Reducing the load time of each block is a worthwhile effort and that is our next step - however the base question is still if something is under an if and not currently being displayed why is it still taking load time when the page loads.  I thought it might be because the items under the if were named - and therefore had to be loaded in case of ajax refreshes but I just removed the names and still did not decrease the load time.


G. Andrew Duthie wrote:

What version of the platform are you running? What version of Service Studio?

Can you share a minimal OML that reproduces the issue?

If you're able to reduce load time by 6 seconds by deleting the web blocks, one thing I would be looking at is what is causing the individual web blocks to load slowly? Are you doing a lot of work in the preparations?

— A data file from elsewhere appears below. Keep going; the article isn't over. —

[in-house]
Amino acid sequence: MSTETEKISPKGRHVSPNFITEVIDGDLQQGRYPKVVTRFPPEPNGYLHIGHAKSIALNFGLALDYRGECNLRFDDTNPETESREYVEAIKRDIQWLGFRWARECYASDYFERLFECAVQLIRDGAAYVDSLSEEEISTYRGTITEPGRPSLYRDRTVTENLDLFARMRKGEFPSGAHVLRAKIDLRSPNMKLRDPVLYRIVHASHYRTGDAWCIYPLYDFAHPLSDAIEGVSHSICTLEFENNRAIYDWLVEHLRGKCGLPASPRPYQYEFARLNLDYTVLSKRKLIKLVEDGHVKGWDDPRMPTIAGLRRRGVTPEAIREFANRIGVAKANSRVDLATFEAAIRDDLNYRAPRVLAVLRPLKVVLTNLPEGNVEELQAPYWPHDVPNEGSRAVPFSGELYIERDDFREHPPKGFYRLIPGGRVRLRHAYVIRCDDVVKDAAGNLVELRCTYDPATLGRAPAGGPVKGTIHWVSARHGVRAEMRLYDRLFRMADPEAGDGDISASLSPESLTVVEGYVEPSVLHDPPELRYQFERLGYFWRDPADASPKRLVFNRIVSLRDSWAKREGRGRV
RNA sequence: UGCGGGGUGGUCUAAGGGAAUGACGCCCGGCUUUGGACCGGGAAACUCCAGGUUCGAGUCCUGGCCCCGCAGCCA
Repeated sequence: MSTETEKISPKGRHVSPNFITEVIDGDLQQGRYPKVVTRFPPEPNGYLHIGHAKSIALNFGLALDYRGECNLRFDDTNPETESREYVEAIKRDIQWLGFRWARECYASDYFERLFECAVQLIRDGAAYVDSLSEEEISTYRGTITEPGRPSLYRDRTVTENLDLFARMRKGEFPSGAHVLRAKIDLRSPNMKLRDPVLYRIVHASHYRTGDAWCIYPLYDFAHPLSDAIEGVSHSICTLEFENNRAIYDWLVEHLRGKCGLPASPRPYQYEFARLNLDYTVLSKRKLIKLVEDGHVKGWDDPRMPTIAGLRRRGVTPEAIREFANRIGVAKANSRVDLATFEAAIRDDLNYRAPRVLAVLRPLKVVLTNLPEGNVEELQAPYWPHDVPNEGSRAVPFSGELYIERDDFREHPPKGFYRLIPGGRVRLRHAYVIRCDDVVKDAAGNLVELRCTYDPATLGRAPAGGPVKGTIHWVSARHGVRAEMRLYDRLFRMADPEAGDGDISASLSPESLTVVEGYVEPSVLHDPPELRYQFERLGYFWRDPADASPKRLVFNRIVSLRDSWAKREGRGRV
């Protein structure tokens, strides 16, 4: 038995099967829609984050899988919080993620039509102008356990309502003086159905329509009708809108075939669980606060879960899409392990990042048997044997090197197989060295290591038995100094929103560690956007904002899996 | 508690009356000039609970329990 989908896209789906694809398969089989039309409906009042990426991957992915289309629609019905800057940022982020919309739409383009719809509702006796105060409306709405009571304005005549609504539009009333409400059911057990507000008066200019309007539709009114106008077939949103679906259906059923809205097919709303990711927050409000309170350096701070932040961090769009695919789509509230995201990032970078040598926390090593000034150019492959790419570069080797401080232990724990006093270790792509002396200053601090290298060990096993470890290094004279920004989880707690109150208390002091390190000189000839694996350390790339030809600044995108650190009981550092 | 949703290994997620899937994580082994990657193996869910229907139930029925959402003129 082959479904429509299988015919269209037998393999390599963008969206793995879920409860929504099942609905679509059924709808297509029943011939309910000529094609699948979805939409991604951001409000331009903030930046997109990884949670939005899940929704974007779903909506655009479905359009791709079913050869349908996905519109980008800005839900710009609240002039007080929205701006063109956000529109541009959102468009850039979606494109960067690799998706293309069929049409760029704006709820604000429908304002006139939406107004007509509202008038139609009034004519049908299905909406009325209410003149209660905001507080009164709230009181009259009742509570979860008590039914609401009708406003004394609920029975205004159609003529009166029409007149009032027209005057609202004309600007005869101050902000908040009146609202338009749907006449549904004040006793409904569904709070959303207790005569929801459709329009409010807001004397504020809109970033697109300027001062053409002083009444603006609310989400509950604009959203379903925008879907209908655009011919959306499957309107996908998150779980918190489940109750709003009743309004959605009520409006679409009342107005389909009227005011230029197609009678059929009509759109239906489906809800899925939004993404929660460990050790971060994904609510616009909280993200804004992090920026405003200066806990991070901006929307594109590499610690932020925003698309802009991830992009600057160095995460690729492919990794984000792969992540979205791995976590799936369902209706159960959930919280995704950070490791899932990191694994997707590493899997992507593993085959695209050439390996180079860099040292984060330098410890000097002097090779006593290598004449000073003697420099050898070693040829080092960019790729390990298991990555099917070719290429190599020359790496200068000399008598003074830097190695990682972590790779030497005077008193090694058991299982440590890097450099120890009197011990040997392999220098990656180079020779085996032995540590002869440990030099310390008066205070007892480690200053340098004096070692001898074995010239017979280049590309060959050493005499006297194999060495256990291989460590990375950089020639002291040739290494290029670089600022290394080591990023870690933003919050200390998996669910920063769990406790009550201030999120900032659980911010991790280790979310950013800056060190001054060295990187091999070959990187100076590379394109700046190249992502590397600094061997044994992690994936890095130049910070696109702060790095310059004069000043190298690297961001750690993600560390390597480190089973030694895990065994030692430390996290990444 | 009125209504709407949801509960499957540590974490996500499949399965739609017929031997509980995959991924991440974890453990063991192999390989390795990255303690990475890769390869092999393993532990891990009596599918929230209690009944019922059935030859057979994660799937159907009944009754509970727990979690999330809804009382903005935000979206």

You should also check the warnings/errors tab in Service Studio, in case there are recommendations that may relate to performance. You might find that performance optimization in your web blocks is a more effective means of addressing the problem.


Server Version 11.0.212.0

Studio 11.0.511.0

So, I tried a simple repro, using a web block containing a preparation that uses a forge component to artificially pause execution for 5 seconds. 

I put 4 If blocks on a screen, tied to 4 boolean local variables, all of which default to a value of False, and put an instance of the web block in the True placeholder of each If.

With all local variables set to the default value of False, the page rendered instantly.

With a single variable assigned the value of True in the screen preparation, the page rendered after approximately a 5 second delay. Each additional True value for the variables underlying the If blocks resulted in an additional 5 second delay in rendering.